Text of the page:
Ring of Honor celebrated its 14th anniversary back on Feb. 26 with an event in the festive city of Las Vegas.

The Sam's Town Hotel and Gambling Hall was a far cry from the Murphy Recreational Center in Philadelphia, which is where Ring of Honor held its very first event back on Feb. 23, 2002.

The building located at 300 W. Shunk St. didn't have any neon signs or a casino full of people. It was merely a space Ring of Honor was able to use for its first-ever event.

For Christopher Daniels, Ring of Honor's first event was simply another booking on the calendar. It was just another stop on the winding and twisting road of an independent professional wrestler.

Today, Ring of Honor is far from just another booking. Now, it is a promotion he calls home.

"I feel like we're at the top of the ledger in terms of the companies that are doing well in professional wrestling," Daniels said of Ring of Honor during an interview with philly.com "Right now, I feel like Ring of Honor is one of the top. We keep adding syndicated stations around the country. We've got the deal going now with New Japan, where we've got the great partnership happening."

"More and more wrestlers are trying to come to Ring of Honor and use that as the way that they get noticed by the wrestling fan base," he added. "I feel like that we're as strong as we've ever been. We just celebrated our 14th anniversary and I see nothing but upward and onward momentum for us."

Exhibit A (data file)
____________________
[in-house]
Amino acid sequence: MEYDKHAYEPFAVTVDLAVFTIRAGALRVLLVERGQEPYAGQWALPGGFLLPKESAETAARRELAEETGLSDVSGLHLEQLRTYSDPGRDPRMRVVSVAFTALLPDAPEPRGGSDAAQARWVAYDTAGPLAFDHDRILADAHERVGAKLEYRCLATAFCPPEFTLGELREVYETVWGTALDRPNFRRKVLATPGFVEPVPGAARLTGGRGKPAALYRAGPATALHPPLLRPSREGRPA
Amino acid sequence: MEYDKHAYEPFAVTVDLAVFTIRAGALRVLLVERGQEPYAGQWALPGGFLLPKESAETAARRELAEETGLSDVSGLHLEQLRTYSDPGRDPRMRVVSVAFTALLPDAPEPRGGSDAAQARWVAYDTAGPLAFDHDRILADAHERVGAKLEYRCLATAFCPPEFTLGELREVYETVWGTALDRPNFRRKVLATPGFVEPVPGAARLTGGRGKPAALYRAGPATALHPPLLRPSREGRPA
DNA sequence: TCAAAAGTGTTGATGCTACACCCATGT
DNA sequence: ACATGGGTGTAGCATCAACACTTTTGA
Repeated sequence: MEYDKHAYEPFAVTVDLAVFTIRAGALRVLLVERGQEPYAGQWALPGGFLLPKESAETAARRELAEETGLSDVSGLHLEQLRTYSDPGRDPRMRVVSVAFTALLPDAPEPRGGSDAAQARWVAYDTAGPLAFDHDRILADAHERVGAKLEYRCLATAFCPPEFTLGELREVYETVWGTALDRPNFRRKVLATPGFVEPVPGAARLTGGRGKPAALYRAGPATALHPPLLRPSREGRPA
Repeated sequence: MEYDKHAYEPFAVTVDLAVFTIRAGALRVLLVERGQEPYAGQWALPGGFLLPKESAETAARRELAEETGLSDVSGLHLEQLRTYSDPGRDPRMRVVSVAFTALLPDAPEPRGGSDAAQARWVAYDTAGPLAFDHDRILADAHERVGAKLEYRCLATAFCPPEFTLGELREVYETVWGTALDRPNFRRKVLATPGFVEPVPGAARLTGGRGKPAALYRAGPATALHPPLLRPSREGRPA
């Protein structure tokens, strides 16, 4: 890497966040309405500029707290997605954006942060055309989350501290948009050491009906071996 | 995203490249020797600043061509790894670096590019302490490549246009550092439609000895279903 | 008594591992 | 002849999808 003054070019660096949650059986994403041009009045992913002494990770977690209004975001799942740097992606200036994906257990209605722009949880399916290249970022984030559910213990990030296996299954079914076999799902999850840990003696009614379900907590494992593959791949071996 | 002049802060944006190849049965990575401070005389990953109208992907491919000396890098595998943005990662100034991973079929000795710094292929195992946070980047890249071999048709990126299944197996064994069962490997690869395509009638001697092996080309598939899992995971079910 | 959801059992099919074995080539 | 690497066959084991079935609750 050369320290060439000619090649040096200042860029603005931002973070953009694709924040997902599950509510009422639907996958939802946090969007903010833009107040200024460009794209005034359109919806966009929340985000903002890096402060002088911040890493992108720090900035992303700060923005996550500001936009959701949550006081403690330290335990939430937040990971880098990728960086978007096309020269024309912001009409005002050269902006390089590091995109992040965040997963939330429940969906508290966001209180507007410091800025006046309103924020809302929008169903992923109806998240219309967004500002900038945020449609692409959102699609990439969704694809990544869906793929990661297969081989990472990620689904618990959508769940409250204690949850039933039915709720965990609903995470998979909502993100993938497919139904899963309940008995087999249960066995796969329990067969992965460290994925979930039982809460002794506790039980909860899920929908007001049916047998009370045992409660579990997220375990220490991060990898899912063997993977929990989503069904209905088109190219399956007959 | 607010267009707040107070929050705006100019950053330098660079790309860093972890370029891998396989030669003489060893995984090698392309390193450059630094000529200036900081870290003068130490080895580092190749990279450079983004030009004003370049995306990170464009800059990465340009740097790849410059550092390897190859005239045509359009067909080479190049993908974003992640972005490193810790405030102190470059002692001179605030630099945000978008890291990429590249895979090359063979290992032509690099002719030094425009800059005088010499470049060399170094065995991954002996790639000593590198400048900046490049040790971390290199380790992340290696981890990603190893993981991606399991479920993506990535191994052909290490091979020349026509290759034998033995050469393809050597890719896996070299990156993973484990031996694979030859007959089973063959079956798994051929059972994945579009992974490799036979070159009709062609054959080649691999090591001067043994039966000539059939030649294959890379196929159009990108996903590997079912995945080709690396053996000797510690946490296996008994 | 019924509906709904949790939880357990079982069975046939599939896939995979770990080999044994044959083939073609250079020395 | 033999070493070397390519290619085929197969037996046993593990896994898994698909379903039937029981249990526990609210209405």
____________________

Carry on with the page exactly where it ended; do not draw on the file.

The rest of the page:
Daniels was featured in the main event of that first card, which was a triple threat match against Low-Ki and Daniel Bryan, who was wrestling under his real name of Bryan Danielson. The card also featured WWE Hall of Famer Eddie Guerrero.

Back in 2002, Philadelphia was the one of the few cities Ring of Honor could consistently run. Today, the promotion tours around the country.

On Saturday, Ring of Honor will return to Philadelphia for another stop on its Conquest Tour at the 2300 Arena. When Ring of Honor held its premier event, Final Battle, at the same venue back in December, it garnered more than 1,000 fans, which is an accomplishment for any wrestling promotion in the United States not named WWE.

Many of those were fans were forced to stand up the entire show due to the fact that there were not being enough seats to accommodate all of them. However, none of them complained and many of them will return to the venue to watch Ring of Honor again Saturday night.

Drawing a decent number of fans on a consistent basis in multiple markets was not something Daniels saw in Ring of Honor's future back in 2002. That's because it looked and felt just like any other independent wrestling promotion at the time.

"When day one came around, we had no idea that Ring of Honor was going to be what it is today," he said. "The first couple of shows, it was just an independent that we were on. Slowly but surely we could see that Gabe Sapolsky, the man that put Ring of Honor in motion creatively, we could see that he had a long-term plan for everyone. We didn't realize it until maybe six months in."

"We had no idea," he added. "When we got there to wrestle, we were just there to wrestle. We had no idea that it was going to turn into what it did and it wasn't until maybe a year later when we're talking about anniversaries and return dates and stuff like that.

"You sort of looked around and you saw the same people in the locker room that were there a year ago and you're like, "Oh wow! This is turning into an actual company and not just guys running shows and trying to make a quick dollar." This was some that had legs to it."